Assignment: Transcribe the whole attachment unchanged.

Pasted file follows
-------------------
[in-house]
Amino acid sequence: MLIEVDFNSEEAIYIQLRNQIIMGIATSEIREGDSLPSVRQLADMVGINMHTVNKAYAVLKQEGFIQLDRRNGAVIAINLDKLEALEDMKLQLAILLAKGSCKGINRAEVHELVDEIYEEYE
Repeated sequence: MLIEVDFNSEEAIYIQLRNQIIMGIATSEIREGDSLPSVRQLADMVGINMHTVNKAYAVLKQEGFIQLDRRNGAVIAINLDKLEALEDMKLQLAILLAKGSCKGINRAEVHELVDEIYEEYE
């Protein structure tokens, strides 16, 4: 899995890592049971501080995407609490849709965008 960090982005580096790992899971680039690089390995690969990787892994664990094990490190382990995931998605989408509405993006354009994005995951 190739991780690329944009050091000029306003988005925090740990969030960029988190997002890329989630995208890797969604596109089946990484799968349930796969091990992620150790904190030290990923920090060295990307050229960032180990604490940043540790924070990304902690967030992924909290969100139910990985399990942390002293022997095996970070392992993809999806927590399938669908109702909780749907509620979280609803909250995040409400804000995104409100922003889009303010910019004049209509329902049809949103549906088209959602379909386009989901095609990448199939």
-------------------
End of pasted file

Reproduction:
[in-house]
Amino acid sequence: MLIEVDFNSEEAIYIQLRNQIIMGIATSEIREGDSLPSVRQLADMVGINMHTVNKAYAVLKQEGFIQLDRRNGAVIAINLDKLEALEDMKLQLAILLAKGSCKGINRAEVHELVDEIYEEYE
Repeated sequence: MLIEVDFNSEEAIYIQLRNQIIMGIATSEIREGDSLPSVRQLADMVGINMHTVNKAYAVLKQEGFIQLDRRNGAVIAINLDKLEALEDMKLQLAILLAKGSCKGINRAEVHELVDEIYEEYE
């Protein structure tokens, strides 16, 4: 899995890592049971501080995407609490849709965008 960090982005580096790992899971680039690089390995690969990787892994664990094990490190382990995931998605989408509405993006354009994005995951 190739991780690329944009050091000029306003988005925090740990969030960029988190997002890329989630995208890797969604596109089946990484799968349930796969091990992620150790904190030290990923920090060295990307050229960032180990604490940043540790924070990304902690967030992924909290969100139910990985399990942390002293022997095996970070392992993809999806927590399938669908109702909780749907509620979280609803909250995040409400804000995104409100922003889009303010910019004049209509329902049809949103549906088209959602379909386009989901095609990448199939």